The goodness of these results can most likely be attributed on one hand to regularizing image preprocessing and on the other hand to the features in the dataset and in the experimental setting. For example, our database was prepared with class/grade-balance in mind, so that its grade-distribution when considering the NRDR/RDR classification, was aimed to be uniform and include as many severe cases as possible, thus having a grade distribution which does not necessarily follow a population or a clinical distribution. Other attributing aspects possibly include the fact that the retinal images in our dataset were taken from a rather homogeneous population base in terms of ethnicity; the technical quality and the rate of standardization in the imaging setup within our images, and the quality of their gradings may also have attributed to the goodness of results.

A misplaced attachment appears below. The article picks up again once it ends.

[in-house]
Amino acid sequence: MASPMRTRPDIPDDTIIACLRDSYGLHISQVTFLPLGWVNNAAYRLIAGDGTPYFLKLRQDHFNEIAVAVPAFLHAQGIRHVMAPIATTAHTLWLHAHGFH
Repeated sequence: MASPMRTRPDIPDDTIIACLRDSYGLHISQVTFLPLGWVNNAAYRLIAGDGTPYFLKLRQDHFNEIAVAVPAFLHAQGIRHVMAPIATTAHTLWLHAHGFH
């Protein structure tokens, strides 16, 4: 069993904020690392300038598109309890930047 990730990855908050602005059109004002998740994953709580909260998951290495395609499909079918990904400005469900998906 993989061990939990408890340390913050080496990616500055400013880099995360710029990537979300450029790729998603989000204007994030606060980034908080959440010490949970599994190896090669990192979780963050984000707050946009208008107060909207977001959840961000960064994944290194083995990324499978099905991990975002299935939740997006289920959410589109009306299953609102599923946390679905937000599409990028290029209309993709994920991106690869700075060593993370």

We have also investigated the effect of the size of the images used in training, on the performance of the trained deep learning system in the fundus image classification, an assessment which was limited in previous studies to image sizes less than 779 × 779 pixels, thus excluding near native retinal camera resolutions. In our investigation, the classifier was trained on five different input image sizes, for each of the five classification systems. In all tasks, the best performing model according to AUC/macro-AUC metric was the model with the largest resolution, namely the images of 2095 × 2095 pixels, except that under the QRDR classification the best results were achieved with image sizes of 1024 × 1024 and 2095 × 2095 pixels.